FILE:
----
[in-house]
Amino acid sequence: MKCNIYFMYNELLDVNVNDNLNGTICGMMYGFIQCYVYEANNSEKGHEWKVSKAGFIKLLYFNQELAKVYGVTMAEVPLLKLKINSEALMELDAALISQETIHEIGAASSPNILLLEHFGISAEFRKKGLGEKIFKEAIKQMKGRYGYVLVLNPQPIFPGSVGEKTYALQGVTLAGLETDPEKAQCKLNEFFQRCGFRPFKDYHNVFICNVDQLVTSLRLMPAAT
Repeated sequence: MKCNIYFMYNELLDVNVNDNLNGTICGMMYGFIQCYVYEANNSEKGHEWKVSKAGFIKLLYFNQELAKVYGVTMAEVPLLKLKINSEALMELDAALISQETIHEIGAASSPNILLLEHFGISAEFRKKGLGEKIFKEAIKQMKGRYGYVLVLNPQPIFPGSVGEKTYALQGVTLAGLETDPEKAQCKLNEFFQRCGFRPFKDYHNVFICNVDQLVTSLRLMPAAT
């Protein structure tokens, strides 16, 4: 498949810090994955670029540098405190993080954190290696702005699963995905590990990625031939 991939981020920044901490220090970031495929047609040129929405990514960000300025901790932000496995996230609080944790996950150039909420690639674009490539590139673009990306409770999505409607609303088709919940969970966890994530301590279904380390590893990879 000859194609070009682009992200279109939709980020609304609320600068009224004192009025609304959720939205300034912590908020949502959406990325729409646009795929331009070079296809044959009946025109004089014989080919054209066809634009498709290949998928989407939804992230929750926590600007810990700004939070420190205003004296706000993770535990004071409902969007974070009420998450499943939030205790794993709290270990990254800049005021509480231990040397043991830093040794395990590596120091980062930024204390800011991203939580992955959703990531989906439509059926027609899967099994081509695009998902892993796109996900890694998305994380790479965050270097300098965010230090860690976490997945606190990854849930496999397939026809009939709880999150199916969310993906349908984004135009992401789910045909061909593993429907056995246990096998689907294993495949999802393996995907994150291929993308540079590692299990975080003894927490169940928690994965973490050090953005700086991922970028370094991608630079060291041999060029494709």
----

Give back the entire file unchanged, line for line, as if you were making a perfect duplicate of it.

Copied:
[in-house]
Amino acid sequence: MKCNIYFMYNELLDVNVNDNLNGTICGMMYGFIQCYVYEANNSEKGHEWKVSKAGFIKLLYFNQELAKVYGVTMAEVPLLKLKINSEALMELDAALISQETIHEIGAASSPNILLLEHFGISAEFRKKGLGEKIFKEAIKQMKGRYGYVLVLNPQPIFPGSVGEKTYALQGVTLAGLETDPEKAQCKLNEFFQRCGFRPFKDYHNVFICNVDQLVTSLRLMPAAT
Repeated sequence: MKCNIYFMYNELLDVNVNDNLNGTICGMMYGFIQCYVYEANNSEKGHEWKVSKAGFIKLLYFNQELAKVYGVTMAEVPLLKLKINSEALMELDAALISQETIHEIGAASSPNILLLEHFGISAEFRKKGLGEKIFKEAIKQMKGRYGYVLVLNPQPIFPGSVGEKTYALQGVTLAGLETDPEKAQCKLNEFFQRCGFRPFKDYHNVFICNVDQLVTSLRLMPAAT
């Protein structure tokens, strides 16, 4: 498949810090994955670029540098405190993080954190290696702005699963995905590990990625031939 991939981020920044901490220090970031495929047609040129929405990514960000300025901790932000496995996230609080944790996950150039909420690639674009490539590139673009990306409770999505409607609303088709919940969970966890994530301590279904380390590893990879 000859194609070009682009992200279109939709980020609304609320600068009224004192009025609304959720939205300034912590908020949502959406990325729409646009795929331009070079296809044959009946025109004089014989080919054209066809634009498709290949998928989407939804992230929750926590600007810990700004939070420190205003004296706000993770535990004071409902969007974070009420998450499943939030205790794993709290270990990254800049005021509480231990040397043991830093040794395990590596120091980062930024204390800011991203939580992955959703990531989906439509059926027609899967099994081509695009998902892993796109996900890694998305994380790479965050270097300098965010230090860690976490997945606190990854849930496999397939026809009939709880999150199916969310993906349908984004135009992401789910045909061909593993429907056995246990096998689907294993495949999802393996995907994150291929993308540079590692299990975080003894927490169940928690994965973490050090953005700086991922970028370094991608630079060291041999060029494709």